By Joan Johnson
Let’s face it, we each have our priorities. Mine are different from most of my co-workers. They live vicariously through me when I travel out of the country or hold a balloon in the Thanksgiving Day parade or do Marathon hoopla with my belly dance friends. I can’t say I really live vicariously through them. They seem to spend a lot of time on yard work.
A few of them came to me after they saw the photos of my recent trip to Nepal. They told me about places they dreamed of seeing. But they weren’t actually planning to go there. Planning, as in putting down on paper what they need and how much it will cost and when they will do it. That’s the biggest difference between dreaming and making it reality.
Here are some of the most common obstacles I hear about.
—Get all the facts: the trip itself, airfare, visas, gear, etc. Is it $3,000? That’s $250 a month for a year. Automatic deductions are your friend. Create a savings account just for the trip, set whatever amount you can afford to take out per paycheck and pretend it was never there. This is much easier than deciding every two weeks what you want more, the epic trip sometime in the future or whatever is on sale at the mall this week.
—Christmas / Birthday / any other kind of gift — If grandma still gives you cash, add that to the savings account. Otherwise fill out online wish lists for gear, clothes, guide books that you’ll need. Gift givers want to give you something you’ll enjoy, why not make it part of your dream trip?
—I won’t give you the old “the cost of a Starbucks per day” comparison. You have to look at what you do and why you do it and how important it is to you. The truth is, there are often things we don’t want to do or could do differently that we could save money on. The internet has plenty of money saving tips. I will just share one — the 30 day list. If you think you would like a new blender, record the date and price and type you want, then wait 30 days to buy it. I still have a hand mixer in the box because I was sure I needed it for a cooking project that I have never gotten around to trying.
—Maybe your boss normally doesn’t let you take off more than a week at a time; you may need to negotiate a bit to get the time required. But you may be surprised how excited and supportive people can be when they hear someone else is taking an exotic trip. Remember, they get to live vicariously through you.
—No time to plan? Something particular about that location caught your imagination to begin with. Start with that, learn what you need to do and build the rest of the trip around it. If you are using a tour company, tell them what is important to you and let them narrow your choices down.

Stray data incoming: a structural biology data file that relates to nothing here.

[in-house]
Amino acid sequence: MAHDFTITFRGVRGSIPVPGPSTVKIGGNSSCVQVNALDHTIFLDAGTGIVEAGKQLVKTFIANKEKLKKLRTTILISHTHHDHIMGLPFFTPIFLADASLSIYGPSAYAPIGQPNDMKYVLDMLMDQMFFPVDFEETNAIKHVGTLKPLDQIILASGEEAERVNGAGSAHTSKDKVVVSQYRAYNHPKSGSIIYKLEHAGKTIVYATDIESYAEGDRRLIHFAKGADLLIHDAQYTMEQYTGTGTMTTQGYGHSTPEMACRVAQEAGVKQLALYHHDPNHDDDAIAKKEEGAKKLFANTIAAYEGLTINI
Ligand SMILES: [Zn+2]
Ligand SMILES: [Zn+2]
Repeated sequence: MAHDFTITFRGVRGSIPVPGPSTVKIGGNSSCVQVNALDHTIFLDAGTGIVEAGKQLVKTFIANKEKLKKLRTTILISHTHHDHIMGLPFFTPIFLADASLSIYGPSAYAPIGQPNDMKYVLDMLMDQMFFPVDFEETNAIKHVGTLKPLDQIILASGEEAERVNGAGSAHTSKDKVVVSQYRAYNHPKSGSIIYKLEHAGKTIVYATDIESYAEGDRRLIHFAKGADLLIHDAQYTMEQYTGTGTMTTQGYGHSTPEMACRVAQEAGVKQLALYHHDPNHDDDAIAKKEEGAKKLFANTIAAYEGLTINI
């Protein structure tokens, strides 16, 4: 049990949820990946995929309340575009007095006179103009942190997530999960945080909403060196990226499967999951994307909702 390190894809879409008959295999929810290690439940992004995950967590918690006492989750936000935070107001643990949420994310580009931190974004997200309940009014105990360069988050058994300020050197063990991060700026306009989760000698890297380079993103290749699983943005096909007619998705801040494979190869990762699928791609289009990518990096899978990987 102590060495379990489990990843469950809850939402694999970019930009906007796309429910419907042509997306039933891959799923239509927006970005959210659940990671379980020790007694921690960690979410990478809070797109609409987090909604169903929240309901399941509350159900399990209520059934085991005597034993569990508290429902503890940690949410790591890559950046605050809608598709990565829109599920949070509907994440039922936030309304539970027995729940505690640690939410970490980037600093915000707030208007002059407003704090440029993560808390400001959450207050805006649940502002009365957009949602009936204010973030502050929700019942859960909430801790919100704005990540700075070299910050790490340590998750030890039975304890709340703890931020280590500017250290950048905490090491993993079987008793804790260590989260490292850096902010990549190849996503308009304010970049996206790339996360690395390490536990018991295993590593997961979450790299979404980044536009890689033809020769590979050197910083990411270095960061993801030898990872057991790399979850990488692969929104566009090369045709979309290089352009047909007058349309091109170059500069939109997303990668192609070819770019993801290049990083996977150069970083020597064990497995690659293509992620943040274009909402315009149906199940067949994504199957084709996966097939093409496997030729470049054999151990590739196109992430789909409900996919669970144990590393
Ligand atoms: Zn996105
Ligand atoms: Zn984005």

—Maybe you need more time to get ready for a trip that is already on the BCO calendar. You have options. Let the event leader and Kelly know that you would be interested in doing that trip on a future date. If that trip is not repeated then use their trip as a blueprint for your own. Or you could become an event leader and schedule the next trip yourself, absolutely insuring that it will fit your time frame.
—You are probably not too old. There are old people in every country. Many of them climb mountains, sail boats, herd livestock, harvest crops, and do back-breaking labor because that is what they do there. If you are not fit enough for exactly what you want to do yet, can you change that in the next six months? Will you have more motivation to work out if you know it means you’ll have more fun while cycling through Italy? So you raise your fitness level for your everyday life and your epic trip as well. Sounds like a win-win.
—Tour groups can accommodate you. I’ve had a mysterious knee issue for years now. The doctors didn’t find any injury, but their advice hasn’t fixed it. Couple that with a stress fracture and I went into my Nepal trek knowing I could be slow and sore, but I told the tour company in advance and they gave us an extra guide so we could all go at our own pace. Now I’m planning a more strenuous trek and I’m working on the knee pain with a personal trainer. But one of the trekking guides assured me that I can still go at my own pace and not worry.
—Even if you have family obligations, try creativity and advance planning rather than assuming you can’t go. A co-worker wants to climb Kilimanjaro, but the prime travel season is during his scheduled time with his young daughter. So he is thinking he should wait a few years so he won’t feel guilty when he leaves her with her grandparents. If you wait, I told him, she’ll be old enough to go with you. How cool would that be? Think of the “how I spent my summer” essay she would write that year!
The trip of a lifetime is like many other parts of your life — ask yourself what it is you really want, what would it take to get it, and when are you going to do it. What’s stopping you?
BCO sends a big thank you to our guest blogger Joan Johnson for this piece.